Atkinson deorganization now in hands of state officials

Posted Sept. 26, 2013, at 12:06 p.m.
The Honor Roll in Atkinson displays the names of residents who served in the military since the American Revolution. The town of 300 is seeking to deorganize for the fourth time.
Carter F. McCall | Carter F. McCall
The Honor Roll in Atkinson displays the names of residents who served in the military since the American Revolution. The town of 300 is seeking to deorganize for the fourth time.

DOVER-FOXCROFT, Maine — Residents of Atkinson have voted three times during the past 16 years on whether to deorganize the town, dissolve its local government and become an unorganized territory.

Taxes are the major issue in the Piscataquis County community where 17,000 of its 23,000 acres are qualified for the Tree Growth and Farm and Open Space laws. The statute permits towns to levy taxes at a rate lower than traditional values.

Voters in the town of just over 300 people rejected the first attempt at deorganization in 1997. In 2002 and 2004, voters approved deorganization, but bills submitted by the Legislature to authorize it failed to win approval each time.

According to Marcia McInnis, the fiscal administrator for the state’s Unorganized Territories (UT) Division, the majority of Atkinson residents still favor deorganizing, but town officials need to move forward on their specific plans for the change.

So on Monday, Sept. 30, McInnis, County Commissioner Fred Trask, Atkinson town officials, State Sen. Doug Thomas and other interested parties will meet at the Piscataquis County Courthouse at 10 a.m. to see if they can iron out the issues.

McInnis said that a local deorganization committee has already been formed, and state agencies involved in the process drafted a tentative agreement back in February, so the groundwork is in place. “But this is a very large town (population 326) to deorganize by state standards,” she said. “Plus, the county will probably take a good look at some road issues in the town.”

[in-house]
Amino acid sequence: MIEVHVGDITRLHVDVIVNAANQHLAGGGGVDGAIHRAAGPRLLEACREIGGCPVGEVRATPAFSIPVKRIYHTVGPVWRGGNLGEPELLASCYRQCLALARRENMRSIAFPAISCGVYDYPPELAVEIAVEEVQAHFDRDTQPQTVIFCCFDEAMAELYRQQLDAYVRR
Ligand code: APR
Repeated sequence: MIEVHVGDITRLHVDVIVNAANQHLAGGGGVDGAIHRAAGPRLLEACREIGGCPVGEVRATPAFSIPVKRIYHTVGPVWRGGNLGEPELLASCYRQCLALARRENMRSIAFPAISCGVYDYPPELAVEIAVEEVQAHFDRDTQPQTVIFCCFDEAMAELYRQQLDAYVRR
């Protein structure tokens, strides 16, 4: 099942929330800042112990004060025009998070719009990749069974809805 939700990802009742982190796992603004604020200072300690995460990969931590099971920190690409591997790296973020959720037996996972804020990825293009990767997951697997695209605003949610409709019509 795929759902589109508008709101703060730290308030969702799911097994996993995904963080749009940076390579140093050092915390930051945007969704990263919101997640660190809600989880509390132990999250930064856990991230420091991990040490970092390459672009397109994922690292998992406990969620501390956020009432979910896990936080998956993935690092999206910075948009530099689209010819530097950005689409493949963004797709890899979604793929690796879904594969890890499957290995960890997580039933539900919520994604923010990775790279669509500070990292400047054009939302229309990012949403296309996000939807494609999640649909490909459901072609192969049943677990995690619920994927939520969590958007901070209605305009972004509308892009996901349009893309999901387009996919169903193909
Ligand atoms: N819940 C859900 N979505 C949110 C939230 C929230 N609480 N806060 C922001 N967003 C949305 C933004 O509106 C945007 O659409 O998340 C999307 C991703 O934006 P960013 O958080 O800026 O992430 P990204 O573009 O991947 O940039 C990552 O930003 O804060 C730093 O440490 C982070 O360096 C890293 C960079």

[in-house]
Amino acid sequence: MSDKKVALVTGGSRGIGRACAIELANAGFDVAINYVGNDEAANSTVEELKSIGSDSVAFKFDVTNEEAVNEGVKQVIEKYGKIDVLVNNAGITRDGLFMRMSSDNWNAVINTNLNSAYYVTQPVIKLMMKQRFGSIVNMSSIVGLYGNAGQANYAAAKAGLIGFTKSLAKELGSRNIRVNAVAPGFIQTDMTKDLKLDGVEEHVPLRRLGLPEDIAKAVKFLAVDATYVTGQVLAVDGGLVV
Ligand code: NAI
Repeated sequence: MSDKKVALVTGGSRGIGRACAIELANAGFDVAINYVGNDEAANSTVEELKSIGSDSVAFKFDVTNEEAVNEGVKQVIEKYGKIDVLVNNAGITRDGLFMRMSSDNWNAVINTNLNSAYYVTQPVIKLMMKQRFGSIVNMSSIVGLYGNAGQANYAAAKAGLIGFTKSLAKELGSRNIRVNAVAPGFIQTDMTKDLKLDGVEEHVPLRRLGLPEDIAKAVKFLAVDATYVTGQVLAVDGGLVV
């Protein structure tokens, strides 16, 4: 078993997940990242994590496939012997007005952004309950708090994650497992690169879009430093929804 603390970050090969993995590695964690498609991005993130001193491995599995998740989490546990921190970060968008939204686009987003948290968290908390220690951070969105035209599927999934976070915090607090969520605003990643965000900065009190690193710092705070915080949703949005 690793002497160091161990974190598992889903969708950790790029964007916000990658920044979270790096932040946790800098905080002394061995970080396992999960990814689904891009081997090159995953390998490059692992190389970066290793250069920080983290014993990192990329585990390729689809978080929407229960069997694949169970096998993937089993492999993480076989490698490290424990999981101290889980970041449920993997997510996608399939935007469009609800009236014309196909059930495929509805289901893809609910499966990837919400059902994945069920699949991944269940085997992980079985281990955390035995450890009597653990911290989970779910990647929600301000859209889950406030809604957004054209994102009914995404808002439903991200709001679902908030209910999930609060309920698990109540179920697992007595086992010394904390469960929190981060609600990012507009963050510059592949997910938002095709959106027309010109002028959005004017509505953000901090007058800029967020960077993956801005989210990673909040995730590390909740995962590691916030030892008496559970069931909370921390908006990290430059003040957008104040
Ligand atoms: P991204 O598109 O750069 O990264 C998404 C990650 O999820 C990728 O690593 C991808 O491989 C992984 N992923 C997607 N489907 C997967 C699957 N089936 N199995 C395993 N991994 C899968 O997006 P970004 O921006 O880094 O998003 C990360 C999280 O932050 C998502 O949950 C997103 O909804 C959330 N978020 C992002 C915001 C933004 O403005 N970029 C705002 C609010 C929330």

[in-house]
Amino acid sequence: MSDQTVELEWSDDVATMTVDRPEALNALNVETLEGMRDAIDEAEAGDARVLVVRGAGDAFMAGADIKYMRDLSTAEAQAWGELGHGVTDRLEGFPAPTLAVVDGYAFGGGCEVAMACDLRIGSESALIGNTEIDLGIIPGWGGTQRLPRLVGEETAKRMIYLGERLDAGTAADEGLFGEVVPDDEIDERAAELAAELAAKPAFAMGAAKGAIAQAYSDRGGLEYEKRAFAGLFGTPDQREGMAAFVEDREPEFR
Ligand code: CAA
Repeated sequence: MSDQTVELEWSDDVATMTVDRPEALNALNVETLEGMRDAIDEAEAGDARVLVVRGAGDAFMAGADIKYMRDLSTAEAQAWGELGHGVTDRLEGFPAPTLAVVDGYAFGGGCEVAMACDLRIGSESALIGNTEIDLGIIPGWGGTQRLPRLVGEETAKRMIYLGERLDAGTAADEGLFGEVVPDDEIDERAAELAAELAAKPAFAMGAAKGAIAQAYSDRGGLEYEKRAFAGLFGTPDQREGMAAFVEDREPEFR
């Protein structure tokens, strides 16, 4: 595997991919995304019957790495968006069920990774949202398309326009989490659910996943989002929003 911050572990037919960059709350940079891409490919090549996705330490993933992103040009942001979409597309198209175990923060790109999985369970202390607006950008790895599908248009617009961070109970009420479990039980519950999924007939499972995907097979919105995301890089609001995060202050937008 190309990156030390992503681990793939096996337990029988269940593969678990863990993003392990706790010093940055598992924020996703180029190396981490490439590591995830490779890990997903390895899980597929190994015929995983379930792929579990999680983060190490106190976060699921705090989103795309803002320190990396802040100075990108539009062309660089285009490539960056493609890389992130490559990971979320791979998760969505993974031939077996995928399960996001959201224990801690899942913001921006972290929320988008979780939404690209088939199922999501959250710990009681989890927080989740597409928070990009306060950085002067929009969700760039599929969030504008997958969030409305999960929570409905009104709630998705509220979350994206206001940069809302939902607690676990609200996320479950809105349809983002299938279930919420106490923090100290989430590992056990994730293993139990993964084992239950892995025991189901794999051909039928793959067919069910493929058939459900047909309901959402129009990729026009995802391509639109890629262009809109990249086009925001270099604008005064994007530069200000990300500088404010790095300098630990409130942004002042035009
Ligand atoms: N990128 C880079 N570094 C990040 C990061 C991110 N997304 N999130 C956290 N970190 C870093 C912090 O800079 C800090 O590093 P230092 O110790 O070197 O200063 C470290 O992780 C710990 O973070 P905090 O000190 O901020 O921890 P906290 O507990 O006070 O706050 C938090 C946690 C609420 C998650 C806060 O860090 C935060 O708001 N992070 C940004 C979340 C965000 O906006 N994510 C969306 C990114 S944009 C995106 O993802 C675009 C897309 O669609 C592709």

Trask agreed. “I think we need to have a discussion on the condition of some of the roads since we (the county) are going to be responsible for their maintenance if this goes through. In fact, the county is responsible for everything in the UTs except for education.”

The county commissioner also said previous plans for Atkinson’s deorganization were compared to other towns that successfully went through the process while the latest one “is being looked in comparison to the other unorganized territories we already have in the county. I think this meeting will be very productive.”

Thomas said that he is also looking forward to the Sept. 30 meeting. “I understand their situation in Atkinson and I know about the Tree Growth issue. But in all fairness, since Gov. (Paul) LePage has been in office, the state reimbursement to the towns to make up for the loss in taxes to Tree Growth is fully funded,” Thomas said. “But there are a lot of things in the agreement that the selectmen will probably have to take back to the townspeople. I think this will be an interesting meeting.”

There are also questions regarding the town’s status with School Administrative District 41. According to the plan drawn by the state earlier this year, “The deorganization of the town of Atkinson cannot become effective before a withdrawal agreement with MSAD 41 is negotiated to distribute assets and financial obligations and other liabilities the Town of Atkinson has incurred as a member of MSAD 41 since 1965.”

The plan also states that if deorganization goes through, students in Atkinson “shall be provided educational services at school facilities located within Maine School Administrative District 68 (Dover-Foxcroft).”

Atkinson Selectman Sam Andrews said that, in his view, some of the terms outlined in the state’s plan “are ridiculous. I thought the reorganization issue was pretty well dead, and I’m not even sure what the (Sept. 30) meeting will accomplish.”

Andrews said that he’s against deorganization because of financial considerations. “From what I understand, we’ve got to come up with almost $3 million to put in escrow to take care of potential liabilities, so I don’t see how taxpayers are going to save any money,” he said.

Andrews did say, however, that there are some advantages to sending children to SAD 68 schools. “Atkinson is spending almost $7,000 per pupil to SAD 41, and Milo residents are paying $2,900. That’s just not right,” Andrews said.

Repeated attempts to reach First Selectman David Kinney and Selectman Loretta Nuite for comment were unsuccessful.

The Sept. 30 meeting is open to the public, according to McInnes.

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